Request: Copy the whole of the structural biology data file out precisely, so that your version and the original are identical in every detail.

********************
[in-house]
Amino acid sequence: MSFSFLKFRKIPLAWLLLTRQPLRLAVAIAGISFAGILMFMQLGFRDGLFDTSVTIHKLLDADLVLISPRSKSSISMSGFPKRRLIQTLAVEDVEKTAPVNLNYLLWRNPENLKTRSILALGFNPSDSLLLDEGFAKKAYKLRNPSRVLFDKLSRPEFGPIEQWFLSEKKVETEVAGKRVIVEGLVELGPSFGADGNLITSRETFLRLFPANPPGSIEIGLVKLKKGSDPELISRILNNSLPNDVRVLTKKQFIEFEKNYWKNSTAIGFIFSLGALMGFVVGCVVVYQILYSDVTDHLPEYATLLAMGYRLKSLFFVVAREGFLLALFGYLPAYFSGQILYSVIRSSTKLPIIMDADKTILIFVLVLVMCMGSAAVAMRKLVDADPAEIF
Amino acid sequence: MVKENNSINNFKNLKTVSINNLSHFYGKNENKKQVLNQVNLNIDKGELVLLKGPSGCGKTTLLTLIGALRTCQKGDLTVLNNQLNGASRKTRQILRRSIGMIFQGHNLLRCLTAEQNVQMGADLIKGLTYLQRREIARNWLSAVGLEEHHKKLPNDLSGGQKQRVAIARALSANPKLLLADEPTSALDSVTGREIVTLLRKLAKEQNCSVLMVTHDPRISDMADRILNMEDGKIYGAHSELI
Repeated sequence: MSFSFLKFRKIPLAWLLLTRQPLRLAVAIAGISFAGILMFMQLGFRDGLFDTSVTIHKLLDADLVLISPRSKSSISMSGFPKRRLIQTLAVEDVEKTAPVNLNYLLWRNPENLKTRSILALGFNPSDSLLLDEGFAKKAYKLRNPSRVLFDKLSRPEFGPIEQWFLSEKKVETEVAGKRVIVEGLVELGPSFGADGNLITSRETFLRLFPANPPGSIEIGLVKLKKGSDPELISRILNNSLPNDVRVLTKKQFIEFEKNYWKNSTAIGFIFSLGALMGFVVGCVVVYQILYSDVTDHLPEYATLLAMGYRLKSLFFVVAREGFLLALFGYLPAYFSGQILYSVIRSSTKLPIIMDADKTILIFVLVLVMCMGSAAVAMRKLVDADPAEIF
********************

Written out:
[in-house]
Amino acid sequence: MSFSFLKFRKIPLAWLLLTRQPLRLAVAIAGISFAGILMFMQLGFRDGLFDTSVTIHKLLDADLVLISPRSKSSISMSGFPKRRLIQTLAVEDVEKTAPVNLNYLLWRNPENLKTRSILALGFNPSDSLLLDEGFAKKAYKLRNPSRVLFDKLSRPEFGPIEQWFLSEKKVETEVAGKRVIVEGLVELGPSFGADGNLITSRETFLRLFPANPPGSIEIGLVKLKKGSDPELISRILNNSLPNDVRVLTKKQFIEFEKNYWKNSTAIGFIFSLGALMGFVVGCVVVYQILYSDVTDHLPEYATLLAMGYRLKSLFFVVAREGFLLALFGYLPAYFSGQILYSVIRSSTKLPIIMDADKTILIFVLVLVMCMGSAAVAMRKLVDADPAEIF
Amino acid sequence: MVKENNSINNFKNLKTVSINNLSHFYGKNENKKQVLNQVNLNIDKGELVLLKGPSGCGKTTLLTLIGALRTCQKGDLTVLNNQLNGASRKTRQILRRSIGMIFQGHNLLRCLTAEQNVQMGADLIKGLTYLQRREIARNWLSAVGLEEHHKKLPNDLSGGQKQRVAIARALSANPKLLLADEPTSALDSVTGREIVTLLRKLAKEQNCSVLMVTHDPRISDMADRILNMEDGKIYGAHSELI
Repeated sequence: MSFSFLKFRKIPLAWLLLTRQPLRLAVAIAGISFAGILMFMQLGFRDGLFDTSVTIHKLLDADLVLISPRSKSSISMSGFPKRRLIQTLAVEDVEKTAPVNLNYLLWRNPENLKTRSILALGFNPSDSLLLDEGFAKKAYKLRNPSRVLFDKLSRPEFGPIEQWFLSEKKVETEVAGKRVIVEGLVELGPSFGADGNLITSRETFLRLFPANPPGSIEIGLVKLKKGSDPELISRILNNSLPNDVRVLTKKQFIEFEKNYWKNSTAIGFIFSLGALMGFVVGCVVVYQILYSDVTDHLPEYATLLAMGYRLKSLFFVVAREGFLLALFGYLPAYFSGQILYSVIRSSTKLPIIMDADKTILIFVLVLVMCMGSAAVAMRKLVDADPAEIF